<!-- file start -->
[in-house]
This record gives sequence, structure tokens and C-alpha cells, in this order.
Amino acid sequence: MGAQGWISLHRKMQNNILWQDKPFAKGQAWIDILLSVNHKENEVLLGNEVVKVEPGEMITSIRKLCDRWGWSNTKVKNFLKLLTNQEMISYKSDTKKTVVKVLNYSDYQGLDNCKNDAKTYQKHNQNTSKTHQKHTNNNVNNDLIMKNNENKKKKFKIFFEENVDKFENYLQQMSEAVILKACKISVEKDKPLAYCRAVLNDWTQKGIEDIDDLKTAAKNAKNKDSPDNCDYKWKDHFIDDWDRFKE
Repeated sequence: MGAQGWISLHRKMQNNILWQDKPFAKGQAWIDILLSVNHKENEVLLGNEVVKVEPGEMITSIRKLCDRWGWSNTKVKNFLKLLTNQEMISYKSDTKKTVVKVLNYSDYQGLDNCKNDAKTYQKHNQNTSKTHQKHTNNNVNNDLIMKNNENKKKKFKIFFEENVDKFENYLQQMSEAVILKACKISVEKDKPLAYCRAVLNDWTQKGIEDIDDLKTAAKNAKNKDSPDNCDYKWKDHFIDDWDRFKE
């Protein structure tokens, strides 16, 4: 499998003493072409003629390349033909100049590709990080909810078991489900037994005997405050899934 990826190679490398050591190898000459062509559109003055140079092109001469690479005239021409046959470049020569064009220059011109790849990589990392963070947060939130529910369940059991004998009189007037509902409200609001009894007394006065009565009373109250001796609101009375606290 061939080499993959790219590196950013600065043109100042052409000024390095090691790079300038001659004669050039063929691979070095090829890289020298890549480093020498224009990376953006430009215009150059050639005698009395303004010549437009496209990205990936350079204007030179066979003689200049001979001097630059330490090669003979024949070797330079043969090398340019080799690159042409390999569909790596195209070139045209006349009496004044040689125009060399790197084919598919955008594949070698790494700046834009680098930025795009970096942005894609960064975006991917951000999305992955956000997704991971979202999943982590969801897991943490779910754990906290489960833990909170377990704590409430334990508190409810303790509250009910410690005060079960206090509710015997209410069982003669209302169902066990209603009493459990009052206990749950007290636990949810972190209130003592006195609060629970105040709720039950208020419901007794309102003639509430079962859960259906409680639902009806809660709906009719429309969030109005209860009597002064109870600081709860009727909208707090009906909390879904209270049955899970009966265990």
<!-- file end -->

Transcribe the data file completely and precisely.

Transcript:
[in-house]
This record gives sequence, structure tokens and C-alpha cells, in this order.
Amino acid sequence: MGAQGWISLHRKMQNNILWQDKPFAKGQAWIDILLSVNHKENEVLLGNEVVKVEPGEMITSIRKLCDRWGWSNTKVKNFLKLLTNQEMISYKSDTKKTVVKVLNYSDYQGLDNCKNDAKTYQKHNQNTSKTHQKHTNNNVNNDLIMKNNENKKKKFKIFFEENVDKFENYLQQMSEAVILKACKISVEKDKPLAYCRAVLNDWTQKGIEDIDDLKTAAKNAKNKDSPDNCDYKWKDHFIDDWDRFKE
Repeated sequence: MGAQGWISLHRKMQNNILWQDKPFAKGQAWIDILLSVNHKENEVLLGNEVVKVEPGEMITSIRKLCDRWGWSNTKVKNFLKLLTNQEMISYKSDTKKTVVKVLNYSDYQGLDNCKNDAKTYQKHNQNTSKTHQKHTNNNVNNDLIMKNNENKKKKFKIFFEENVDKFENYLQQMSEAVILKACKISVEKDKPLAYCRAVLNDWTQKGIEDIDDLKTAAKNAKNKDSPDNCDYKWKDHFIDDWDRFKE
């Protein structure tokens, strides 16, 4: 499998003493072409003629390349033909100049590709990080909810078991489900037994005997405050899934 990826190679490398050591190898000459062509559109003055140079092109001469690479005239021409046959470049020569064009220059011109790849990589990392963070947060939130529910369940059991004998009189007037509902409200609001009894007394006065009565009373109250001796609101009375606290 061939080499993959790219590196950013600065043109100042052409000024390095090691790079300038001659004669050039063929691979070095090829890289020298890549480093020498224009990376953006430009215009150059050639005698009395303004010549437009496209990205990936350079204007030179066979003689200049001979001097630059330490090669003979024949070797330079043969090398340019080799690159042409390999569909790596195209070139045209006349009496004044040689125009060399790197084919598919955008594949070698790494700046834009680098930025795009970096942005894609960064975006991917951000999305992955956000997704991971979202999943982590969801897991943490779910754990906290489960833990909170377990704590409430334990508190409810303790509250009910410690005060079960206090509710015997209410069982003669209302169902066990209603009493459990009052206990749950007290636990949810972190209130003592006195609060629970105040709720039950208020419901007794309102003639509430079962859960259906409680639902009806809660709906009719429309969030109005209860009597002064109870600081709860009727909208707090009906909390879904209270049955899970009966265990």